It is now official. The world will celebrate the World Kiswahili Language Day on the 7th of July every year as directed by UNESCO Member States in its 41st Session in Paris, 2021.
In the African family, Kiswahili is one of the most widely used languages and the most widely spoken in sub-Saharan Africa.
It has also been ranked among the 10 most widely spoken languages globally with over 200 million speakers.
Within many countries in the East, Central, Southern Africa and the Middle East, Kiswahili is one of the lingua franca. The language is also taught across major universities and colleges worldwide.
In the African Union (AU), Southern African Development Community (SADC) and the East African Community (EAC), Kiswahili language is one of the official languages.
It is then, an indispensable tool in achievement of the Sustainable Development Goals 2030 and in facilitating regional integration especially in the implementation of the African Continental Free Trade Agreement (ACFTA).
The United Nations, in the 1960s, established the Kiswahili language unit of United Nations Radio, and currently Kiswahili is the only African language within the Directorate of the Global Communications at the United Nations.
WHY JULY 7?
July 7 was the day in 1954 that Tanganyika African National Union (TANU) party under the late Mwalimu Julius Kambarage Nyerere, the first President of the United Republic of Tanzania, embraced Kiswahili as a unifying language for independence struggles.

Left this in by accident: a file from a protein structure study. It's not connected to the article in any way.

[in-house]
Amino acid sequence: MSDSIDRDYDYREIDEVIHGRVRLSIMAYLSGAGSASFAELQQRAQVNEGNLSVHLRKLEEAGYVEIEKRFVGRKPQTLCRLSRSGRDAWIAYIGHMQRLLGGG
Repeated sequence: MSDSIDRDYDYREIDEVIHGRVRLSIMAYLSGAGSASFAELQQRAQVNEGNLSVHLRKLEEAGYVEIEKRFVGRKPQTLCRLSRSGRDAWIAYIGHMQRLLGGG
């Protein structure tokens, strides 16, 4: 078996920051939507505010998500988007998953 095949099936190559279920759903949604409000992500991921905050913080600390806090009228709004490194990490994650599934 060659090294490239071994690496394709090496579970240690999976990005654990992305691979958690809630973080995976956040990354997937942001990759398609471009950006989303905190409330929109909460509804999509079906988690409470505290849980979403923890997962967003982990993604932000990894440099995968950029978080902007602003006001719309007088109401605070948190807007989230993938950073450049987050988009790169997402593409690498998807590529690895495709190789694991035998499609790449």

Former-President and Father of the Nation of Kenya, the late Mzee Jomo Kenyatta, also used Kiswahili language via usage of the popular “Harambee” slogan in mobilizing the people of Kenya in the struggle against colonialism.
Further, on July 7, 2000, the East African Community (EAC) was re-established to rekindle the spirit of cooperation and integration among the East African people of the United Republic of Tanzania, Kenya and Uganda where Kiswahili language is widely spoken.
Later on, Rwanda, Burundi and South Sudan joined the EAC and are currently members.
“Having a language recognized by the UN is a big thing! Kiswahili is the first African Language to have this honour. Kenya’s permanent representative to UNESCO France Amb. Phyllis Kandie played a major role. Kenya and Tanzania have been very instrumental in making this a reality” Prof. Iribe Mwangi, Department of Linguistics, Languages and Literature, University of Nairobi said.
The international day is set to be celebrated by all stakeholders, in recognition of the global relevance of Kiswahili as a global communication language built in the daily life of Africans in a constant enrichment of its multiculturality.